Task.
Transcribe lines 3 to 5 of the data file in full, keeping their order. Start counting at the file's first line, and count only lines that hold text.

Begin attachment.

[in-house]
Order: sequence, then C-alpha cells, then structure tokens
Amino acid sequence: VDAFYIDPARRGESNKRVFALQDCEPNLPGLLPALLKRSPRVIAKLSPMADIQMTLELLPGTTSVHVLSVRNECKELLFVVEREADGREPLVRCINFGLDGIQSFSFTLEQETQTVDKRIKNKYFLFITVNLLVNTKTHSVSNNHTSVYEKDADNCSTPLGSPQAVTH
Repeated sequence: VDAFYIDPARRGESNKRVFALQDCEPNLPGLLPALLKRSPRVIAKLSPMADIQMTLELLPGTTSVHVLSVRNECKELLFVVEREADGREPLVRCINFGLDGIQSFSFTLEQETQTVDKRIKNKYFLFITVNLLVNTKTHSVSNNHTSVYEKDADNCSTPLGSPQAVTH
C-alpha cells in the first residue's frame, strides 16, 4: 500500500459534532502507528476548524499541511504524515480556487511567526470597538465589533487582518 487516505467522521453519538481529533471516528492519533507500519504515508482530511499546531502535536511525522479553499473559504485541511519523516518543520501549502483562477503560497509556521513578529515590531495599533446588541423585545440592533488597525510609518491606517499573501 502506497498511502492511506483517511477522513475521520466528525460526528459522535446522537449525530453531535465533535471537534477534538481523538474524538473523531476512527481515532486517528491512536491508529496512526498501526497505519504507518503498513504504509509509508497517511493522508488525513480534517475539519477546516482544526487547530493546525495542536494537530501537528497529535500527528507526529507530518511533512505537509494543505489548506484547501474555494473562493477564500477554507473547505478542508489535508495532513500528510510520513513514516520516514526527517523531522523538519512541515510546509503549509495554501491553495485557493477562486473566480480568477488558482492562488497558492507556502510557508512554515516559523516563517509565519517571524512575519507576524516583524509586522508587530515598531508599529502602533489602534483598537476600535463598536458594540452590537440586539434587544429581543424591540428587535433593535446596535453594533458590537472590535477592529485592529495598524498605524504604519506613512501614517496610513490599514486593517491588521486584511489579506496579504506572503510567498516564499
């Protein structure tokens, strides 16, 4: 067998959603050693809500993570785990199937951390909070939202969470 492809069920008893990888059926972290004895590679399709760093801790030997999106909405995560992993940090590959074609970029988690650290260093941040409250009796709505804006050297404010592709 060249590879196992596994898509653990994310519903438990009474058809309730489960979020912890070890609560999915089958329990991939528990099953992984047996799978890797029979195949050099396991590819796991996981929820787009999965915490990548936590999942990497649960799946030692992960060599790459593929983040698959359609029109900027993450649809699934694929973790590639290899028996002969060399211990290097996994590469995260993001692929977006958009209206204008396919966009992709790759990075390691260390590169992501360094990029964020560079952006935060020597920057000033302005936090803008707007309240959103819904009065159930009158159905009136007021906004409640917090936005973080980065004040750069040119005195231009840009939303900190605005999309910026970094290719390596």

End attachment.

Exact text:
Amino acid sequence: VDAFYIDPARRGESNKRVFALQDCEPNLPGLLPALLKRSPRVIAKLSPMADIQMTLELLPGTTSVHVLSVRNECKELLFVVEREADGREPLVRCINFGLDGIQSFSFTLEQETQTVDKRIKNKYFLFITVNLLVNTKTHSVSNNHTSVYEKDADNCSTPLGSPQAVTH
Repeated sequence: VDAFYIDPARRGESNKRVFALQDCEPNLPGLLPALLKRSPRVIAKLSPMADIQMTLELLPGTTSVHVLSVRNECKELLFVVEREADGREPLVRCINFGLDGIQSFSFTLEQETQTVDKRIKNKYFLFITVNLLVNTKTHSVSNNHTSVYEKDADNCSTPLGSPQAVTH
C-alpha cells in the first residue's frame, strides 16, 4: 500500500459534532502507528476548524499541511504524515480556487511567526470597538465589533487582518 487516505467522521453519538481529533471516528492519533507500519504515508482530511499546531502535536511525522479553499473559504485541511519523516518543520501549502483562477503560497509556521513578529515590531495599533446588541423585545440592533488597525510609518491606517499573501 502506497498511502492511506483517511477522513475521520466528525460526528459522535446522537449525530453531535465533535471537534477534538481523538474524538473523531476512527481515532486517528491512536491508529496512526498501526497505519504507518503498513504504509509509508497517511493522508488525513480534517475539519477546516482544526487547530493546525495542536494537530501537528497529535500527528507526529507530518511533512505537509494543505489548506484547501474555494473562493477564500477554507473547505478542508489535508495532513500528510510520513513514516520516514526527517523531522523538519512541515510546509503549509495554501491553495485557493477562486473566480480568477488558482492562488497558492507556502510557508512554515516559523516563517509565519517571524512575519507576524516583524509586522508587530515598531508599529502602533489602534483598537476600535463598536458594540452590537440586539434587544429581543424591540428587535433593535446596535453594533458590537472590535477592529485592529495598524498605524504604519506613512501614517496610513490599514486593517491588521486584511489579506496579504506572503510567498516564499